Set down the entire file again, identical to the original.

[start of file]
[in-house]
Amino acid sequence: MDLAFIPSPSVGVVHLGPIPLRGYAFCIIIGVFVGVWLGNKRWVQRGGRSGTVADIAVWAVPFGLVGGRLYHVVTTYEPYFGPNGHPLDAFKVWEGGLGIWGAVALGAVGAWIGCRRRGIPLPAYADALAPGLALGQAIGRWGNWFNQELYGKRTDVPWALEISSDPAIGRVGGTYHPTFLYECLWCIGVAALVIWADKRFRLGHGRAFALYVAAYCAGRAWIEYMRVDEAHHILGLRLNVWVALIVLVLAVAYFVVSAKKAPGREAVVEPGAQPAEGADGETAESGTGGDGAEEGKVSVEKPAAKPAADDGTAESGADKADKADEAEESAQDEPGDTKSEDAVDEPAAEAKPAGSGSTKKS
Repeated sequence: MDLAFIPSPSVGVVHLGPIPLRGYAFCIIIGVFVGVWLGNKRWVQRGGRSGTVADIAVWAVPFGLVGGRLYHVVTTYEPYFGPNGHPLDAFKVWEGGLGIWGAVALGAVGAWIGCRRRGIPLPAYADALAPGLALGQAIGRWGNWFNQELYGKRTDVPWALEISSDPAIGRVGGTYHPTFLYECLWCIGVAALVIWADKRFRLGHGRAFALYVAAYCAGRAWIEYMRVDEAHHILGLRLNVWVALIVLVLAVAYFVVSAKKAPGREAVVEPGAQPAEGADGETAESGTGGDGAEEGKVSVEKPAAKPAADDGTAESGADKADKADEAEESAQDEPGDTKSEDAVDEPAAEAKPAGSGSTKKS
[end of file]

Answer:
[in-house]
Amino acid sequence: MDLAFIPSPSVGVVHLGPIPLRGYAFCIIIGVFVGVWLGNKRWVQRGGRSGTVADIAVWAVPFGLVGGRLYHVVTTYEPYFGPNGHPLDAFKVWEGGLGIWGAVALGAVGAWIGCRRRGIPLPAYADALAPGLALGQAIGRWGNWFNQELYGKRTDVPWALEISSDPAIGRVGGTYHPTFLYECLWCIGVAALVIWADKRFRLGHGRAFALYVAAYCAGRAWIEYMRVDEAHHILGLRLNVWVALIVLVLAVAYFVVSAKKAPGREAVVEPGAQPAEGADGETAESGTGGDGAEEGKVSVEKPAAKPAADDGTAESGADKADKADEAEESAQDEPGDTKSEDAVDEPAAEAKPAGSGSTKKS
Repeated sequence: MDLAFIPSPSVGVVHLGPIPLRGYAFCIIIGVFVGVWLGNKRWVQRGGRSGTVADIAVWAVPFGLVGGRLYHVVTTYEPYFGPNGHPLDAFKVWEGGLGIWGAVALGAVGAWIGCRRRGIPLPAYADALAPGLALGQAIGRWGNWFNQELYGKRTDVPWALEISSDPAIGRVGGTYHPTFLYECLWCIGVAALVIWADKRFRLGHGRAFALYVAAYCAGRAWIEYMRVDEAHHILGLRLNVWVALIVLVLAVAYFVVSAKKAPGREAVVEPGAQPAEGADGETAESGTGGDGAEEGKVSVEKPAAKPAADDGTAESGADKADKADEAEESAQDEPGDTKSEDAVDEPAAEAKPAGSGSTKKS